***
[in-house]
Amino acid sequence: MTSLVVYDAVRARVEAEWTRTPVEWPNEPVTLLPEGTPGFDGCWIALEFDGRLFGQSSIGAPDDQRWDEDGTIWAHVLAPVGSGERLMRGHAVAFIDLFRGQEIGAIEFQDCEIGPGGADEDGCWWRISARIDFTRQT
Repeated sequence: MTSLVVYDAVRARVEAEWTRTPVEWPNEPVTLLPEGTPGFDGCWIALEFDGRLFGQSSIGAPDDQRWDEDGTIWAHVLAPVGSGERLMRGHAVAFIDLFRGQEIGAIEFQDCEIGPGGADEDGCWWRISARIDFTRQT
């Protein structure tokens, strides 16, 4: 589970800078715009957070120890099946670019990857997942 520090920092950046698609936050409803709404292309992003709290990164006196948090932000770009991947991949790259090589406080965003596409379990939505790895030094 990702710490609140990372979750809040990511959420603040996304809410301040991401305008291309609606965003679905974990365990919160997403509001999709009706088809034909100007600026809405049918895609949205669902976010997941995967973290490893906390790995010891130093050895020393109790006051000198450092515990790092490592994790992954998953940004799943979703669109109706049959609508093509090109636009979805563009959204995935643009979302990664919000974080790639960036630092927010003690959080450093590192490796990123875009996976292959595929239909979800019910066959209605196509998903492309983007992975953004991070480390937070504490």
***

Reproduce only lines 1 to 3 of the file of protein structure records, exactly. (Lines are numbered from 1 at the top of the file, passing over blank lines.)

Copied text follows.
[in-house]
Amino acid sequence: MTSLVVYDAVRARVEAEWTRTPVEWPNEPVTLLPEGTPGFDGCWIALEFDGRLFGQSSIGAPDDQRWDEDGTIWAHVLAPVGSGERLMRGHAVAFIDLFRGQEIGAIEFQDCEIGPGGADEDGCWWRISARIDFTRQT
Repeated sequence: MTSLVVYDAVRARVEAEWTRTPVEWPNEPVTLLPEGTPGFDGCWIALEFDGRLFGQSSIGAPDDQRWDEDGTIWAHVLAPVGSGERLMRGHAVAFIDLFRGQEIGAIEFQDCEIGPGGADEDGCWWRISARIDFTRQT